Growing up, they refer everybody older than them as ate, kuya, manong and manang. And of course all the Titos and Titas too.”
On faith and religion: “I was born and raised Catholic and Bong was raised more as a Muslim than a Catholic. So, at an early age, the kids attended Catholic Church but also learned about Islam. In fact, the boys used to observe Ramadan with Bong. We took them to the mosque also for classes and prayers. Growing up, they were allowed to go to any church with their friends and we never pushed one religion to them. We told them not to judge people, to respect their beliefs and be tolerant and accepting to others and that no religion is better or superior than others.”
On Food: They ate anything, except pork, from bulad (dried fish), to Filipino vegetables like ampalaya (bitter melon), kangkong (water spinach), batong (beans). We cook Filipino good 90 percent of the time. They enjoy going home to the Philippines and look forward to eating Filipino food.
On responsibility and discipline/chores: “They had assigned tasks from collecting trash, taking it out, feeding the dog, mowing, washing dishes and doing laundry in our clinic and filing charts. They were not paid to do chores and for getting good grades. They were expected to help us and they were expected to get good grades too. We also told them that nothing is handed to them and that they have to work a lot harder to achieve their dreams.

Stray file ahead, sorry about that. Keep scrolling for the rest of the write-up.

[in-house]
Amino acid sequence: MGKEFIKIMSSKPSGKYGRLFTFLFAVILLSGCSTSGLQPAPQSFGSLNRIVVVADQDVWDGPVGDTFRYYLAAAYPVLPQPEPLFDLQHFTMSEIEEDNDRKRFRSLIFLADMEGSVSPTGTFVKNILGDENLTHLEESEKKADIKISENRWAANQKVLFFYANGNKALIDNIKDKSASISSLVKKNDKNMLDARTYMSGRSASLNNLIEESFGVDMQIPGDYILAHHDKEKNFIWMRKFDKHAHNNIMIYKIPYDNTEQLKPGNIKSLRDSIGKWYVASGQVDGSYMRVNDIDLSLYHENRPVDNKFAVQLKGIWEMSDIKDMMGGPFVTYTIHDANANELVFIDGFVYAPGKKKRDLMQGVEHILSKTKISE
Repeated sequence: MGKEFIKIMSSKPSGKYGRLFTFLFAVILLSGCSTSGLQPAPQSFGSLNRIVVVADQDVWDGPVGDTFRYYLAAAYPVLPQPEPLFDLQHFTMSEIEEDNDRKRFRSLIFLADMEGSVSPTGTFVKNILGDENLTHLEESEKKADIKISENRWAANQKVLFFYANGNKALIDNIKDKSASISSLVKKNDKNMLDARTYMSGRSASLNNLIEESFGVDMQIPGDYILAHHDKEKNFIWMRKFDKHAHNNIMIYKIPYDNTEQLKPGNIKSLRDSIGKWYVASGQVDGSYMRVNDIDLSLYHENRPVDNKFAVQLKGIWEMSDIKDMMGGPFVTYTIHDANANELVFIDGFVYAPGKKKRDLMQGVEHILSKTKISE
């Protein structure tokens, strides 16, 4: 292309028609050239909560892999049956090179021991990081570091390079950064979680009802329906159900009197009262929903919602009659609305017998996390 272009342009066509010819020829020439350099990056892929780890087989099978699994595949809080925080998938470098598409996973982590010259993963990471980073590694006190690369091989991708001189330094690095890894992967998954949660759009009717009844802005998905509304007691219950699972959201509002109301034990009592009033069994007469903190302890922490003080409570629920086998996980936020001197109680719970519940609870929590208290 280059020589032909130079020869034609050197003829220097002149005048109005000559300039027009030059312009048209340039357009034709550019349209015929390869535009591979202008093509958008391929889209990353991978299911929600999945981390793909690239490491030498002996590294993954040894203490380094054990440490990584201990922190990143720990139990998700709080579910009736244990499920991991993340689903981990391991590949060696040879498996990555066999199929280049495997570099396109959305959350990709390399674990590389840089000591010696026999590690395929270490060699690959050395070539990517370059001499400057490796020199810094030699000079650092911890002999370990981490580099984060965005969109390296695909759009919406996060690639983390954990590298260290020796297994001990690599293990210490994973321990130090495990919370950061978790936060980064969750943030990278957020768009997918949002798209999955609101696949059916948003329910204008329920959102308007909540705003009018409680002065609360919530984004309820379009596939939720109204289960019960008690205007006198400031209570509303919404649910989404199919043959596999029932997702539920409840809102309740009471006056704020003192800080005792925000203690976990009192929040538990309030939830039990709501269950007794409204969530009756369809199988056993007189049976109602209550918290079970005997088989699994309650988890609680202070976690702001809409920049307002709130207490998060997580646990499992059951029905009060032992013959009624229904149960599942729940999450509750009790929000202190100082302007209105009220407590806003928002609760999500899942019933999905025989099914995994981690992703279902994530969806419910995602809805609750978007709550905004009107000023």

We always reminded them not to do anything that would embarrass them, their family and their community.”
Giselle Doherty Bitz raised three boys while dabbling as marketing and sales expert in California. Born to an American-Irish father and Filipina mom, she definitely benefitted from the best of eastern and western influences. She migrated to the US after she finished high school in Cebu.
“The kids were all born here. Adrian was born the year after I arrived in 1985 and Alex, my middle boy in 1988. Zachary was born 2005. When my two older boys were growing up, we lived in Union City, California which is a Filipino community – so they have exposure to Fil-Am children growing up in the same neighborhood and going to the same schools. But I should say they grew up American. Speaking English and enjoying the freedom of expression as well as freedom to be whatever and whoever they’ve wanted to be in life.”
On food: “At home, they love Filipino food and they still do. As for the little one Zachary. He loves noodles.”
On faith: “They have religion. They believe in God but don’t worship like we do. We celebrate the American traditions such as Christmas and Easter.”
More American: “My kids are pretty much Americans with a smattering of Filipino. Zachary now knows his mom is Filipino and used to live in an island. But for the most part, since he inherited his father’s very white skin (Larry’s heritage is 99.8% German/Irish/ Scottish and English) and I’m a quarter Irish, Zachary considers himself “white”. He’s nine years old so probably doesn’t understand much of race but I’m sure when he’s older, he’ll want to explore his exotic Filipino background and it will be fun for him because Filipinos rock!”